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NYC Local Law 133/2016
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NYC LOCAL LAW 133 of 2016

ENERGY BENCHMARKING

New York City passed Local Law 133 of 2016 amending the original Benchmarking Law, Local Law 84/09. As a result, the list of buildings required to benchmark has expanded significantly and now includes mid-sized buildings measuring 25,000 – 49,999 square feet. All types of mid-sized buildings within this range of square footage must benchmark energy and water use by May 1st annually.

 

The property must be registered with the Environmental Protection Agency’s (EPA) ENERGY STAR Portfolio Manager tool, and develop a case for compliance from January 1st to December 31st of the previous year.

 

Failure to comply with this law will result in a violation(s).  Any property on the Covered Buildings List that has not submitted a Benchmarking report by the May 1st deadline will receive a Notice of Violation from the NYC Department of Buildings. Continued failure to benchmark will result in a $500 penalty being issued each quarter, up to a maximum of $2,000 fine per year.

Benchmarking Your Building/ Local Law 133

As a building owner, you should know the precise requirements of every law your building needs to comply with. LL133 can be summed up in the following points:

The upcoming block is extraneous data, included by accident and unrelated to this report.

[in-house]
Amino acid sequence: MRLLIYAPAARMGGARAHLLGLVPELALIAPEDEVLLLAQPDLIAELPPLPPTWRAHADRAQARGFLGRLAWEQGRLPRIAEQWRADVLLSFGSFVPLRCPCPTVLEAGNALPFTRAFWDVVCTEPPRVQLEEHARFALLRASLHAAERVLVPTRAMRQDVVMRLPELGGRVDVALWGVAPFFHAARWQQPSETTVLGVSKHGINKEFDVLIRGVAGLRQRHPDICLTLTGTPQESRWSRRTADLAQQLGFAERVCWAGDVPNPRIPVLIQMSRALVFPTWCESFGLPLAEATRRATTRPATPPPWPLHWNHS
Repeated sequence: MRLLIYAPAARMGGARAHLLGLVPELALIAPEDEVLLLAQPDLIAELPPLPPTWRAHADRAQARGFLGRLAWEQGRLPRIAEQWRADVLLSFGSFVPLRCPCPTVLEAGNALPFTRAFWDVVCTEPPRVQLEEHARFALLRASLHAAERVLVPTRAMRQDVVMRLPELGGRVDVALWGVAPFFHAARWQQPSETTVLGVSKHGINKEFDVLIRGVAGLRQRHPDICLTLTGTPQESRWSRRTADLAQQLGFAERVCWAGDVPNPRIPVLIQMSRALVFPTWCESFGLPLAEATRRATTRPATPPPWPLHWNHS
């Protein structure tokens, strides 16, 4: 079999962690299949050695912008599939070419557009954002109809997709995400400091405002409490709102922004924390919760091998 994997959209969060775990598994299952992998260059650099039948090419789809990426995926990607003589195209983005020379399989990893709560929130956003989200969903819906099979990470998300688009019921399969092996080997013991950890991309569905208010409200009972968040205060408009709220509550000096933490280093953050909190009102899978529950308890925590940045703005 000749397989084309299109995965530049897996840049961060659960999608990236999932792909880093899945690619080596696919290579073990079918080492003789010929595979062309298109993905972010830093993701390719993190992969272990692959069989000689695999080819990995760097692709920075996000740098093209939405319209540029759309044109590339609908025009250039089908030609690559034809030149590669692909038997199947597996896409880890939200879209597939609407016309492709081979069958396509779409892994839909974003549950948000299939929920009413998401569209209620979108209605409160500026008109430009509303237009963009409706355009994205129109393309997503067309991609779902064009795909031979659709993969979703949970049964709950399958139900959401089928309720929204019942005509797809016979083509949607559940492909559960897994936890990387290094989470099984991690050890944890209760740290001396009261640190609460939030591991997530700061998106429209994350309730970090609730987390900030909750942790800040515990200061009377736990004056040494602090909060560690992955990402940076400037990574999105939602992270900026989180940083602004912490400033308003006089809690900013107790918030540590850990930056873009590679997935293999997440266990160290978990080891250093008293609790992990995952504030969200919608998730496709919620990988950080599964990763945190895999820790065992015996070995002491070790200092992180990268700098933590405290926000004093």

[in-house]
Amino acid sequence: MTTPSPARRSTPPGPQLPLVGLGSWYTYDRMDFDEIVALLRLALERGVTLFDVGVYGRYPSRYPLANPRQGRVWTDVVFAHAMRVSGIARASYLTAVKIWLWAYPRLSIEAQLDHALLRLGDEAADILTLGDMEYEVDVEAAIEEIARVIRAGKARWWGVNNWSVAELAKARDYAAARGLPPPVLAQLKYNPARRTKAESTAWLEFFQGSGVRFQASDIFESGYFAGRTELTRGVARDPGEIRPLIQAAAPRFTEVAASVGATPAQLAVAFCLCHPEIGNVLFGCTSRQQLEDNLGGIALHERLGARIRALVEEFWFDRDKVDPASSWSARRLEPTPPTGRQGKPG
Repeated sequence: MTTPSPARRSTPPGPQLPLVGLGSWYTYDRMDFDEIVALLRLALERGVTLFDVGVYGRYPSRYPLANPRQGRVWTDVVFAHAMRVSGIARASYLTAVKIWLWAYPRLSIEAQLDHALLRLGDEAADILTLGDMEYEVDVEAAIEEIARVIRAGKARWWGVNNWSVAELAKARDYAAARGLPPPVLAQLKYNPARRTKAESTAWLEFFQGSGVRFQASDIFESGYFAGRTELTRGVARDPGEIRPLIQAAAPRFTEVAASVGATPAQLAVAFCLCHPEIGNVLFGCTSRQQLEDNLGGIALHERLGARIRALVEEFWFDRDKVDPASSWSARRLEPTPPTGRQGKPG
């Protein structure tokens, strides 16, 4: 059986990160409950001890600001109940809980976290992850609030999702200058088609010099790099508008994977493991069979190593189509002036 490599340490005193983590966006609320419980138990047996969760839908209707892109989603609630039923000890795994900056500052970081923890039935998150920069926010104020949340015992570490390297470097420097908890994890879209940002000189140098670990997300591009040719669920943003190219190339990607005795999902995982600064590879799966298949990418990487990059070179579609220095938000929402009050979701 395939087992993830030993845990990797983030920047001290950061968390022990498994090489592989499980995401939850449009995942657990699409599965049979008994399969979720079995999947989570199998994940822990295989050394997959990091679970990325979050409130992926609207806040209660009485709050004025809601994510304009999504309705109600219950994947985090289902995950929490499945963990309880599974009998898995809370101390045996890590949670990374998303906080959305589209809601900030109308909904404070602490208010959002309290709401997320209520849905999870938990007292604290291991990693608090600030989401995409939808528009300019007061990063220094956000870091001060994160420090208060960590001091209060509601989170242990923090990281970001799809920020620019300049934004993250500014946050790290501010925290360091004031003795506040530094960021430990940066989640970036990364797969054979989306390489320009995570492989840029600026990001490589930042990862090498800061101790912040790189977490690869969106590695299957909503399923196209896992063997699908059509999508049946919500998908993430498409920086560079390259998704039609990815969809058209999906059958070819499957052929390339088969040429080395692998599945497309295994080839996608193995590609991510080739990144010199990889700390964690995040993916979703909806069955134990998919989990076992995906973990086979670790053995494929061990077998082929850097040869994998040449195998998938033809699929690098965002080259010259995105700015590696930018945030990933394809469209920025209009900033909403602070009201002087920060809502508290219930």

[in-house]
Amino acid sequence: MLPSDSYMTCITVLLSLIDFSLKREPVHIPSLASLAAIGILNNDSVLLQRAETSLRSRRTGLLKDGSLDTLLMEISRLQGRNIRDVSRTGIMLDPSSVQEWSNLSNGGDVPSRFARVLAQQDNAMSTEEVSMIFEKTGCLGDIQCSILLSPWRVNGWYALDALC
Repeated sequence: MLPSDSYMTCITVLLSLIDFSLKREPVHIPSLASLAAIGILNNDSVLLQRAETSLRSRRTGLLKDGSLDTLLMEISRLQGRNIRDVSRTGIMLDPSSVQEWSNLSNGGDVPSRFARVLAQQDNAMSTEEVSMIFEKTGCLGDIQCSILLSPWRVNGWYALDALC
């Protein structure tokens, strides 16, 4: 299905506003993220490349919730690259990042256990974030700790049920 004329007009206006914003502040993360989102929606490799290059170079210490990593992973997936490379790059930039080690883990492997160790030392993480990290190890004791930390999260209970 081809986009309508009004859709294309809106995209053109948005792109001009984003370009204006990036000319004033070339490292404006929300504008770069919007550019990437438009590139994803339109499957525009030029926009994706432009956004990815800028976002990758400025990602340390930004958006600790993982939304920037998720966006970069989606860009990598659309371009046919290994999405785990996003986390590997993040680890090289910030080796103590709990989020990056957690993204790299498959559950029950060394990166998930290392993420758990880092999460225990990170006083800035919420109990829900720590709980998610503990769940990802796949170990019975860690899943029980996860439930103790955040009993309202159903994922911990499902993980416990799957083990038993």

• Submission of energy and water usage data to the benchmarking tool (the US Environmental Protection Agency’s Energy Star Portfolio Manager). The data should include details from all utility accounts and addresses connected to the building, even the ones that are for separately metered tenant spaces. The submitted information should show the energy usage details of the previous calendar year.
  • Only buildings in the following 5 boroughs of New York are covered by LL133: Manhattan, the Bronx, Queens, Staten Island, and Brooklyn.
  • As already mentioned, the floor size of the buildings should be from 25,000 to 50,000 square feet.
  • The collection of data should be done every year from January 1 to April 30 for the previous calendar year. This way you will manage to submit the information on time i.e. until May 1 of each year.
  • The aim of LL133 is to find out the relative efficiency of underlying systems. This will help in the evaluation of the operational performance of a building compared with other similar buildings. The information is useful for all parties involved: building owners, managers, potential buyers, and tenants.
  • As a building owner, you are also required to keep records of your building’s energy usage for 3 years.

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